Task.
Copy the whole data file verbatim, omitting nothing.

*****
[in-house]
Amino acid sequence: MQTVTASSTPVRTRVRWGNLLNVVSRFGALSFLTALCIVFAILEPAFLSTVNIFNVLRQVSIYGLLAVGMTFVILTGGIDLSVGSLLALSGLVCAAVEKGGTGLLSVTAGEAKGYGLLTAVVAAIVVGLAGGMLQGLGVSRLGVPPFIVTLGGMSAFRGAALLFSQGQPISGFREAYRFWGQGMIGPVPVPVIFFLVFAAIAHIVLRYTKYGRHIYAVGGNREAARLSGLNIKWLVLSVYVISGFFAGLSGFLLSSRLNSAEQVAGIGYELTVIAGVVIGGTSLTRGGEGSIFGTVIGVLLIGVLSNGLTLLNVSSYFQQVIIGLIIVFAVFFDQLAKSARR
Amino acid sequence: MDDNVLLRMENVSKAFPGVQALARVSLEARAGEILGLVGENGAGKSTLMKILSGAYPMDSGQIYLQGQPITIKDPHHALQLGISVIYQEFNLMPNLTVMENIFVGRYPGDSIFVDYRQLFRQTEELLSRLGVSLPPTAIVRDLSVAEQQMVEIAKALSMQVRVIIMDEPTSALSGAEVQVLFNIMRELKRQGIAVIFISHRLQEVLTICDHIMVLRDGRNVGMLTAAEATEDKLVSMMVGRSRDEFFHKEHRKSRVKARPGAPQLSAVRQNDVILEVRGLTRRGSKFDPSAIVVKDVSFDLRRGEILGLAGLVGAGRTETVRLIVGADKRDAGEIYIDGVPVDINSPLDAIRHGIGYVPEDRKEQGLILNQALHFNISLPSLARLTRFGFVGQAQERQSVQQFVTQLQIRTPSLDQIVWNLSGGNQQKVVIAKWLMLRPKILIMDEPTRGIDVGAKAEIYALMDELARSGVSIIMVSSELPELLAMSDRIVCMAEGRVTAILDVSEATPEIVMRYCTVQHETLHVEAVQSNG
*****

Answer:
[in-house]
Amino acid sequence: MQTVTASSTPVRTRVRWGNLLNVVSRFGALSFLTALCIVFAILEPAFLSTVNIFNVLRQVSIYGLLAVGMTFVILTGGIDLSVGSLLALSGLVCAAVEKGGTGLLSVTAGEAKGYGLLTAVVAAIVVGLAGGMLQGLGVSRLGVPPFIVTLGGMSAFRGAALLFSQGQPISGFREAYRFWGQGMIGPVPVPVIFFLVFAAIAHIVLRYTKYGRHIYAVGGNREAARLSGLNIKWLVLSVYVISGFFAGLSGFLLSSRLNSAEQVAGIGYELTVIAGVVIGGTSLTRGGEGSIFGTVIGVLLIGVLSNGLTLLNVSSYFQQVIIGLIIVFAVFFDQLAKSARR
Amino acid sequence: MDDNVLLRMENVSKAFPGVQALARVSLEARAGEILGLVGENGAGKSTLMKILSGAYPMDSGQIYLQGQPITIKDPHHALQLGISVIYQEFNLMPNLTVMENIFVGRYPGDSIFVDYRQLFRQTEELLSRLGVSLPPTAIVRDLSVAEQQMVEIAKALSMQVRVIIMDEPTSALSGAEVQVLFNIMRELKRQGIAVIFISHRLQEVLTICDHIMVLRDGRNVGMLTAAEATEDKLVSMMVGRSRDEFFHKEHRKSRVKARPGAPQLSAVRQNDVILEVRGLTRRGSKFDPSAIVVKDVSFDLRRGEILGLAGLVGAGRTETVRLIVGADKRDAGEIYIDGVPVDINSPLDAIRHGIGYVPEDRKEQGLILNQALHFNISLPSLARLTRFGFVGQAQERQSVQQFVTQLQIRTPSLDQIVWNLSGGNQQKVVIAKWLMLRPKILIMDEPTRGIDVGAKAEIYALMDELARSGVSIIMVSSELPELLAMSDRIVCMAEGRVTAILDVSEATPEIVMRYCTVQHETLHVEAVQSNG